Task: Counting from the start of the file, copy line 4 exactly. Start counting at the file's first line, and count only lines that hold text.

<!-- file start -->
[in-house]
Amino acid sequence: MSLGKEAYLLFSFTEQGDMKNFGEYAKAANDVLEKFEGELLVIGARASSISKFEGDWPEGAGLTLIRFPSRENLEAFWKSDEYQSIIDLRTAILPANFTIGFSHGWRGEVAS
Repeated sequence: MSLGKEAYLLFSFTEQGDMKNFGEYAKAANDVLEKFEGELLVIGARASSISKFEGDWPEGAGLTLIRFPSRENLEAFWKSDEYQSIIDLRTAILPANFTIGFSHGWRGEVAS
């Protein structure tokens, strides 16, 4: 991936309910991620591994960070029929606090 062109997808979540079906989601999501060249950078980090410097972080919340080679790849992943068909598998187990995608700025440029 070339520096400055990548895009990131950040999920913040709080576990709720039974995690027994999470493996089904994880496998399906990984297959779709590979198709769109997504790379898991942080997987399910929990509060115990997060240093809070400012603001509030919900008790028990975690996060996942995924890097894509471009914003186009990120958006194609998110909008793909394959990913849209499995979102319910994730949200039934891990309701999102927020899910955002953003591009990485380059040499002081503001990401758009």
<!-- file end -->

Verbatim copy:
């Protein structure tokens, strides 16, 4: 991936309910991620591994960070029929606090 062109997808979540079906989601999501060249950078980090410097972080919340080679790849992943068909598998187990995608700025440029 070339520096400055990548895009990131950040999920913040709080576990709720039974995690027994999470493996089904994880496998399906990984297959779709590979198709769109997504790379898991942080997987399910929990509060115990997060240093809070400012603001509030919900008790028990975690996060996942995924890097894509471009914003186009990120958006194609998110909008793909394959990913849209499995979102319910994730949200039934891990309701999102927020899910955002953003591009990485380059040499002081503001990401758009």